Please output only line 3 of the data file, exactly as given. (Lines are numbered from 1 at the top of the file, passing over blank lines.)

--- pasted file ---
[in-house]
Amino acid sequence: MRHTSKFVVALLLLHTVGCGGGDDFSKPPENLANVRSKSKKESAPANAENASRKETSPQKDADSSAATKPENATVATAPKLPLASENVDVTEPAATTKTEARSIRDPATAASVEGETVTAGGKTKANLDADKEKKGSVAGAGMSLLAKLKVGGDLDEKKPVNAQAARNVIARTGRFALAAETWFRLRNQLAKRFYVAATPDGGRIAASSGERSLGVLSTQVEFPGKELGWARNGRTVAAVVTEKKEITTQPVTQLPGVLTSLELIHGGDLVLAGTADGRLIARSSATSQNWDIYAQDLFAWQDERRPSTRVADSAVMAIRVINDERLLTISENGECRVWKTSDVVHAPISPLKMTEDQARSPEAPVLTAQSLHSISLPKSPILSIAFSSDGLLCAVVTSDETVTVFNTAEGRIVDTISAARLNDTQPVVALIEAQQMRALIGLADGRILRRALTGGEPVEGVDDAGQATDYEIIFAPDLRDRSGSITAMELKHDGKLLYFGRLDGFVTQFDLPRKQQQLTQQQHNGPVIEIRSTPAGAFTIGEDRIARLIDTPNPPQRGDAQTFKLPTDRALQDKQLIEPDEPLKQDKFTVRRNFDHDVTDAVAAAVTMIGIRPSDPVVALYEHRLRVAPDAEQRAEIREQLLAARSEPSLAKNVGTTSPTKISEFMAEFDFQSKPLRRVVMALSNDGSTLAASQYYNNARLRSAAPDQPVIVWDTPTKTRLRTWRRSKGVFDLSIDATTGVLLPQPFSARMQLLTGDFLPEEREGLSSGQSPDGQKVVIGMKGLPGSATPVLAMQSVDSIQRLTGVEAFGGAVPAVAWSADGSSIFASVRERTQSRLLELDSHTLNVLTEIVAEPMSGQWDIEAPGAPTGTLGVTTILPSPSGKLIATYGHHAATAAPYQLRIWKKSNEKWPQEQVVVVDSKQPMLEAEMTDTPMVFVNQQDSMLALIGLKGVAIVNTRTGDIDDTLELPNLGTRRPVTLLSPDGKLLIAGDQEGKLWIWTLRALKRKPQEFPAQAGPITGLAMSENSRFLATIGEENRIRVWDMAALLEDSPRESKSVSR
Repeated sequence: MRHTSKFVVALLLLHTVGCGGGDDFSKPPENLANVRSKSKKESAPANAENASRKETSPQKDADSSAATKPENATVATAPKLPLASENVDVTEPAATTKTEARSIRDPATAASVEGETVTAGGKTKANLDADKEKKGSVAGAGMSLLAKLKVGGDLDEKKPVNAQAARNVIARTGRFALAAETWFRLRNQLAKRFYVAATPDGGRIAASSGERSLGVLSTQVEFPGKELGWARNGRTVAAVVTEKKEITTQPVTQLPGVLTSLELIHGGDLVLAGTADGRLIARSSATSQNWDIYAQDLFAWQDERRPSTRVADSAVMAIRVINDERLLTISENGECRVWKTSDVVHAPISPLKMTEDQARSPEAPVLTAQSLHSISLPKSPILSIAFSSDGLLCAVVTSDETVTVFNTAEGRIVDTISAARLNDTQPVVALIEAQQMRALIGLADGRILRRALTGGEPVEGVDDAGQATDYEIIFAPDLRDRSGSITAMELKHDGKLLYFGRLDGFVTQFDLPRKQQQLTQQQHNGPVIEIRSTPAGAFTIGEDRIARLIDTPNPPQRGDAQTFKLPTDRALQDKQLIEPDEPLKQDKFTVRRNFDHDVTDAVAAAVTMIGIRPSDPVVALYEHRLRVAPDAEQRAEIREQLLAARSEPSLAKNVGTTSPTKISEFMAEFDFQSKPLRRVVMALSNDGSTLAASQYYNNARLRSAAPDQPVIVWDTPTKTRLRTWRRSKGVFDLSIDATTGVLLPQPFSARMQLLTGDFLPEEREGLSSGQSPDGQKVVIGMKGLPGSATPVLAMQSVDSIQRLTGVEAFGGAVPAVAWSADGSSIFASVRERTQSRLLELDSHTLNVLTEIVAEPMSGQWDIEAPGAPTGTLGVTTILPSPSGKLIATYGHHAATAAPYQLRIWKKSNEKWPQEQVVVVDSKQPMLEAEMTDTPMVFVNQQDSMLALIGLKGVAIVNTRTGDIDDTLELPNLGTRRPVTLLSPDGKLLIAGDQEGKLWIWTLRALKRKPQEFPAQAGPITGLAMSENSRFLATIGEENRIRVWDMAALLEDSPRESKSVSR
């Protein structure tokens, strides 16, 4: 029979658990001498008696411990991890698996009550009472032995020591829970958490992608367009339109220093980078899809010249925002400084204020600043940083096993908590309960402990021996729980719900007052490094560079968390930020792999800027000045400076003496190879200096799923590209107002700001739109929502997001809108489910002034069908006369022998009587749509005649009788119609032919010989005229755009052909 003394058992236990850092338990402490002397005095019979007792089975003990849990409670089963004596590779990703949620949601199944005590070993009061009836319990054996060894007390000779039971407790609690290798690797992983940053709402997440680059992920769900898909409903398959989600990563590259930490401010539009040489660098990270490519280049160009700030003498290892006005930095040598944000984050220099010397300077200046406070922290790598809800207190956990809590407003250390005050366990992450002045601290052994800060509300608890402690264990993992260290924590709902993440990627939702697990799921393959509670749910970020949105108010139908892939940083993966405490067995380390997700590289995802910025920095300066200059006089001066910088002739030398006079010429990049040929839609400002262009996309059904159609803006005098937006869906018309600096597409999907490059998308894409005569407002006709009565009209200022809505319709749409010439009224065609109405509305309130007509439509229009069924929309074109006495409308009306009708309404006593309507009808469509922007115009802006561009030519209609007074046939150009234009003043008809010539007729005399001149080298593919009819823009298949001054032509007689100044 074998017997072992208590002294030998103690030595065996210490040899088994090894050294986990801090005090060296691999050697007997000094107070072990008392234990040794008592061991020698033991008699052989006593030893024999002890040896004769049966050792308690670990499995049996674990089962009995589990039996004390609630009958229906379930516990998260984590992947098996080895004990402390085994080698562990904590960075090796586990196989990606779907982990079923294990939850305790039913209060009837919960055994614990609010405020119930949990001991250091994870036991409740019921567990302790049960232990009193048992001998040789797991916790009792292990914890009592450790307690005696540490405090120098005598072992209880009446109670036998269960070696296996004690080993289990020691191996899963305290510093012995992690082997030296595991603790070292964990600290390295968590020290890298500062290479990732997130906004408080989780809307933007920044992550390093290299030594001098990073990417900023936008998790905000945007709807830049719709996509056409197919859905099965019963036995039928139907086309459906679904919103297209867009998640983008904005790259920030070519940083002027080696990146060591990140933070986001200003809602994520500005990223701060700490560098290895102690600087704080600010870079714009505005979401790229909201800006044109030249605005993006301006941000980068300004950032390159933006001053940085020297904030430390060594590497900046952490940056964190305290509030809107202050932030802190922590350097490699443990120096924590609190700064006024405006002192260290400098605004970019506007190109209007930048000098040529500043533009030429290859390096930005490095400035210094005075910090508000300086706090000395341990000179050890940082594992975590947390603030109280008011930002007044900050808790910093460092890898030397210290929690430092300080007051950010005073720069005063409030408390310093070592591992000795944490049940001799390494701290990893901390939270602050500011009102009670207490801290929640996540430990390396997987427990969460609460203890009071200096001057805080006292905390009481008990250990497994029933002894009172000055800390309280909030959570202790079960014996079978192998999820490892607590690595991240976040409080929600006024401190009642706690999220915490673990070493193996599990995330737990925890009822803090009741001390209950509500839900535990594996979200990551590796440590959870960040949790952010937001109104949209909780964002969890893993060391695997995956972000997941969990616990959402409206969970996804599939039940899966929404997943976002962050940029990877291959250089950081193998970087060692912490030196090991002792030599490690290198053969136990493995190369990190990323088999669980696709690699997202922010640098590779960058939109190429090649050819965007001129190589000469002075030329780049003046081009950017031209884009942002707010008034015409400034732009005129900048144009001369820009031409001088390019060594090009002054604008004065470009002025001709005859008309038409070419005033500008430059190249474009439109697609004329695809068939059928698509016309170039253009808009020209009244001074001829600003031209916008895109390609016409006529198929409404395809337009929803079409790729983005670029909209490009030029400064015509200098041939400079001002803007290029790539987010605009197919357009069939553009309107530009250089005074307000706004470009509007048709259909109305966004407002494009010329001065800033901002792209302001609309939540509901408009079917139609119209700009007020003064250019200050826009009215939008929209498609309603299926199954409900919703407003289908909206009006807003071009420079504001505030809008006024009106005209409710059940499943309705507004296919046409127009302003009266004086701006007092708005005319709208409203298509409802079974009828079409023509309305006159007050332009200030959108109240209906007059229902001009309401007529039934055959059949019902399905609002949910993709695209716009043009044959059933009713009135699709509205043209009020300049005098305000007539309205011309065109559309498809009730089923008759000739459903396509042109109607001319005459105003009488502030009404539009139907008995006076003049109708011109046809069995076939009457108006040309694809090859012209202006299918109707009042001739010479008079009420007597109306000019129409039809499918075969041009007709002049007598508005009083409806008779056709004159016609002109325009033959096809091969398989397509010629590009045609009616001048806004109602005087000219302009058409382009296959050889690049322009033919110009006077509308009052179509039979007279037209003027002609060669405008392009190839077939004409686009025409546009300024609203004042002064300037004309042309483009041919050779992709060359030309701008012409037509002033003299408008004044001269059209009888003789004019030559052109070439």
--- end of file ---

Repeated sequence: MRHTSKFVVALLLLHTVGCGGGDDFSKPPENLANVRSKSKKESAPANAENASRKETSPQKDADSSAATKPENATVATAPKLPLASENVDVTEPAATTKTEARSIRDPATAASVEGETVTAGGKTKANLDADKEKKGSVAGAGMSLLAKLKVGGDLDEKKPVNAQAARNVIARTGRFALAAETWFRLRNQLAKRFYVAATPDGGRIAASSGERSLGVLSTQVEFPGKELGWARNGRTVAAVVTEKKEITTQPVTQLPGVLTSLELIHGGDLVLAGTADGRLIARSSATSQNWDIYAQDLFAWQDERRPSTRVADSAVMAIRVINDERLLTISENGECRVWKTSDVVHAPISPLKMTEDQARSPEAPVLTAQSLHSISLPKSPILSIAFSSDGLLCAVVTSDETVTVFNTAEGRIVDTISAARLNDTQPVVALIEAQQMRALIGLADGRILRRALTGGEPVEGVDDAGQATDYEIIFAPDLRDRSGSITAMELKHDGKLLYFGRLDGFVTQFDLPRKQQQLTQQQHNGPVIEIRSTPAGAFTIGEDRIARLIDTPNPPQRGDAQTFKLPTDRALQDKQLIEPDEPLKQDKFTVRRNFDHDVTDAVAAAVTMIGIRPSDPVVALYEHRLRVAPDAEQRAEIREQLLAARSEPSLAKNVGTTSPTKISEFMAEFDFQSKPLRRVVMALSNDGSTLAASQYYNNARLRSAAPDQPVIVWDTPTKTRLRTWRRSKGVFDLSIDATTGVLLPQPFSARMQLLTGDFLPEEREGLSSGQSPDGQKVVIGMKGLPGSATPVLAMQSVDSIQRLTGVEAFGGAVPAVAWSADGSSIFASVRERTQSRLLELDSHTLNVLTEIVAEPMSGQWDIEAPGAPTGTLGVTTILPSPSGKLIATYGHHAATAAPYQLRIWKKSNEKWPQEQVVVVDSKQPMLEAEMTDTPMVFVNQQDSMLALIGLKGVAIVNTRTGDIDDTLELPNLGTRRPVTLLSPDGKLLIAGDQEGKLWIWTLRALKRKPQEFPAQAGPITGLAMSENSRFLATIGEENRIRVWDMAALLEDSPRESKSVSR